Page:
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An intrathecal baclofen (ITB) pump is a device that’s surgically implanted to deliver baclofen medication directly into spinal fluid.

ITB therapy helps reduce spasticity by allowing muscles to relax—it’s a treatment to relieve spasms, reduce abnormal movements and improve motor function. ITB therapy might help your child by:

  • Increasing comfort.
  • Reducing pain.
  • Making it easier to change positions.
  • Making it more comfortable to wear braces.
  • Making it easier to manage self-care activities, such as getting dressed and grooming.

Because baclofen is administered directly into the spinal fluid (this is also known as intrathecally), your child will need a smaller dose than if they took the oral form of the medication. Using smaller doses lowers the risk of side effects, such as drowsiness.

Who Benefits From ITB Therapy?

Muscle spasticity is a common effect of cerebral palsy, acquired brain injuries complex movement disorders and spinal cord injuries. If your child has widespread spasticity, or has therapy goals to improve their daily function, they might be a good candidate for ITB therapy.

ITB therapy can reduce spasticity and might reduce dystonia (a type of movement disorder), but it doesn’t affect other problems associated with cerebral palsy. If your child has spasticity, they might still require orthopedic surgery, such as a single-event multilevel surgery (SEMLS), to correct muscle contractures or bony deformities.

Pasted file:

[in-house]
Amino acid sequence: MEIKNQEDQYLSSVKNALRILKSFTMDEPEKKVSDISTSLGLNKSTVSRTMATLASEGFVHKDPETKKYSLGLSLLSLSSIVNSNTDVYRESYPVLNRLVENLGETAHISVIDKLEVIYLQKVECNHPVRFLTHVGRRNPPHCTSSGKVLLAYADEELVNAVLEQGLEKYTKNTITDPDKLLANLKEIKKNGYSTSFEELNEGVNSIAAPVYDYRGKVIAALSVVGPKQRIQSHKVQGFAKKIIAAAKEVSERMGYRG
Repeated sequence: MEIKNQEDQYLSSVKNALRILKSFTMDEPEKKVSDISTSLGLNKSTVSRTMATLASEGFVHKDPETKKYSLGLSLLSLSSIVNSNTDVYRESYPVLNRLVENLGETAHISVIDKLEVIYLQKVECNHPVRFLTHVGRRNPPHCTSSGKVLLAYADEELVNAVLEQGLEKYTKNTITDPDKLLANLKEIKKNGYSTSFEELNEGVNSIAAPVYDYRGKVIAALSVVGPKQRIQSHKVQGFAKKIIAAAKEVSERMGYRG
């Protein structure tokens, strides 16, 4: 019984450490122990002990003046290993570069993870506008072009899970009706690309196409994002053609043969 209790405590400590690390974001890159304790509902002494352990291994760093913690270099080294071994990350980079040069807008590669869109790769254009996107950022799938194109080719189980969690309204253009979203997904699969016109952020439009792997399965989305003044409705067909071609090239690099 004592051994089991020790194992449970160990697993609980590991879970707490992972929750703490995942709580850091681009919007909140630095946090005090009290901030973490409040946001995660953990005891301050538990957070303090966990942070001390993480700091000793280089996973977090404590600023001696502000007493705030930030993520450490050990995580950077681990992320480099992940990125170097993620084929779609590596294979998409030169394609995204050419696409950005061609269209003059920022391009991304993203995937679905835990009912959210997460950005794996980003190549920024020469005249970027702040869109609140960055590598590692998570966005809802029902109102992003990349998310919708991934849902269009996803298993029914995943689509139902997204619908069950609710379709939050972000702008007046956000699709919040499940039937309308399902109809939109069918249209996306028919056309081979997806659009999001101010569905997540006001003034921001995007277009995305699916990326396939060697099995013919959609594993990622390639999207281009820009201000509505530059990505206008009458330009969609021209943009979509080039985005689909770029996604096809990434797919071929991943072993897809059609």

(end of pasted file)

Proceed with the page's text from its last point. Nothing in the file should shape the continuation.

At Gillette Children’s Specialty Healthcare, your child’s growth, challenges and expected outcomes will be assessed by specialists who are trained to work with kids. If your child is identified as a good candidate, we’ll work with your family to plan a convenient time to implant the ITB pump.

Gillette was one of 12 U.S. medical facilities testing the ITB pump’s safety and effectiveness when the FDA approved the device in 1996. Since then, we’ve developed one of the nation’s largest ITB pump programs, serving more than 500 patients whose widespread spasticity (tightness or stiffness) remained a problem despite nonsurgical treatments.